Diamonds are developed below the Earth’s surface at a temperature exceeding 690°F, as well as this extreme heat, there also needs to be at least 70,000kg of pressure per square centre metre for the diamond to form. These formed diamonds are then brought to the Earth’s surface through a volcano – a perfect diamond requires all these factors to come together in one place, making diamonds a rare find – hence their price!
If you don’t know your marquise from your princess then take a look at our guide to diamond shapes.
The cut is widely considered to be the most important of the 4 C’s when it comes to diamond grading. Cut is exactly that – the way in which the diamond has been cut – and isn’t to be confused with the shape of the diamond. For a diamond to sparkle it needs multiple flat surfaces – known as facets – for the light to bounce from and pass through to create that special twinkling that only a diamond has, the more that have been cut into the diamond, the more sparkle there will be.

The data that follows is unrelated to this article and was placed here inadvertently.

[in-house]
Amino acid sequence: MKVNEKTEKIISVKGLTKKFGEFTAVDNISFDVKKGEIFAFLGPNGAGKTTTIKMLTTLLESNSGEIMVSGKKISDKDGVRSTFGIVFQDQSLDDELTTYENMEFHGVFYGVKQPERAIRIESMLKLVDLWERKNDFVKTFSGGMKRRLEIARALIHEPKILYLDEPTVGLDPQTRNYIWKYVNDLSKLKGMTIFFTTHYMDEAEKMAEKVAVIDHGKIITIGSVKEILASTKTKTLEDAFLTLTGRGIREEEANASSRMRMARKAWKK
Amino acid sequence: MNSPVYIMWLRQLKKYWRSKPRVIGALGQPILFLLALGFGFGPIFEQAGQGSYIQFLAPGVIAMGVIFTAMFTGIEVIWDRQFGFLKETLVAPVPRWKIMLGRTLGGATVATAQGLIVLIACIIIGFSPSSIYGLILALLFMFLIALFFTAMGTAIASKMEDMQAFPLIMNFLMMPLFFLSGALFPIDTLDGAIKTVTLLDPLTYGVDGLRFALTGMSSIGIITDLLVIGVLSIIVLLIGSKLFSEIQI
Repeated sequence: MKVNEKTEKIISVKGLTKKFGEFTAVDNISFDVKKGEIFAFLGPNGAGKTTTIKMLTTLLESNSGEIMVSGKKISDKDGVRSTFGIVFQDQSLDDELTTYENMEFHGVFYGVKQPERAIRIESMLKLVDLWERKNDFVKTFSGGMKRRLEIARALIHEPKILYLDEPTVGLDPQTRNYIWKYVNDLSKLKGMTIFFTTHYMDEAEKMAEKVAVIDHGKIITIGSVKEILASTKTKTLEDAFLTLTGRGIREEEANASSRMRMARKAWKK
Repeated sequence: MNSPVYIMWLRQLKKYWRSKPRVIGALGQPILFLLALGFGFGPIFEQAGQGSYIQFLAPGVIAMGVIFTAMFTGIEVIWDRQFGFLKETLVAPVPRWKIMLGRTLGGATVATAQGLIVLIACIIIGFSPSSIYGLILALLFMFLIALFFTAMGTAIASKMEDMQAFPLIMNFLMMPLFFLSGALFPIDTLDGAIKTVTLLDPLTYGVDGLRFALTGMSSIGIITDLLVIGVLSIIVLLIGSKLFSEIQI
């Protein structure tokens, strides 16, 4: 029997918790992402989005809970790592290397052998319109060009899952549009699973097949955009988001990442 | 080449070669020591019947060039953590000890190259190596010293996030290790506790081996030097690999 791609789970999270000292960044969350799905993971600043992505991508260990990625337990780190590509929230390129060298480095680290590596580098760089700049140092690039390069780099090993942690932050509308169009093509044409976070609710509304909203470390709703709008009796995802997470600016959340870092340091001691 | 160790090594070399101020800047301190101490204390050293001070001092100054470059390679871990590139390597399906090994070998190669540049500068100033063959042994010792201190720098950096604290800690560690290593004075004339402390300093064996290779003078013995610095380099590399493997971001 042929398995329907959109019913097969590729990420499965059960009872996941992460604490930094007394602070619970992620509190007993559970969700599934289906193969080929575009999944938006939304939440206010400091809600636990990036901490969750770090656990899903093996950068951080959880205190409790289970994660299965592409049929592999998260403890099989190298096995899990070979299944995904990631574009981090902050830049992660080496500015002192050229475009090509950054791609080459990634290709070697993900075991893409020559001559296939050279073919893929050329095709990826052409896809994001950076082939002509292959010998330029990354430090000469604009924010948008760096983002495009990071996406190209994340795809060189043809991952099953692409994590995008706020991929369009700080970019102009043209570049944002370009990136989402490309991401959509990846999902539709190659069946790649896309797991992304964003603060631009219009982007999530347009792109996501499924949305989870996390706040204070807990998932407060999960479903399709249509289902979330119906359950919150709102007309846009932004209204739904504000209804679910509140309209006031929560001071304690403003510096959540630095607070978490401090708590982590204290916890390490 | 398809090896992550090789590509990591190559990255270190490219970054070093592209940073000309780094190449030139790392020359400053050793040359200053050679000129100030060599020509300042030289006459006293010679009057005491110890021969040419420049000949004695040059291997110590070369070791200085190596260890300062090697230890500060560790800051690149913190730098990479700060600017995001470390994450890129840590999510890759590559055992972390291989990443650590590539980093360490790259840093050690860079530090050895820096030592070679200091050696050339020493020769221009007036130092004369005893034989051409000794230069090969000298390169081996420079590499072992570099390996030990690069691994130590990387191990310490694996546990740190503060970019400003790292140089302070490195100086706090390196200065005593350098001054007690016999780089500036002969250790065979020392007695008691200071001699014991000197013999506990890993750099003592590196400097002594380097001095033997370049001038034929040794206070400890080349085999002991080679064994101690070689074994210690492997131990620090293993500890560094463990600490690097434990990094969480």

The clarity describes how pure the diamond is – each stone is unique and can contain blemishes or other imperfections. The clarity is determined through the use of a jeweller’s tool called the loupe and the fewer imperfections, the more valuable the diamond.
Traditionally colourless diamonds were the most sought after as this gives the diamond a clear and sparkling look. However in recent years, yellow diamonds and other coloured diamonds have been becoming an increasingly popular trend.
The carat describes the weight of the diamond, with a one carat diamond weighing 200mg.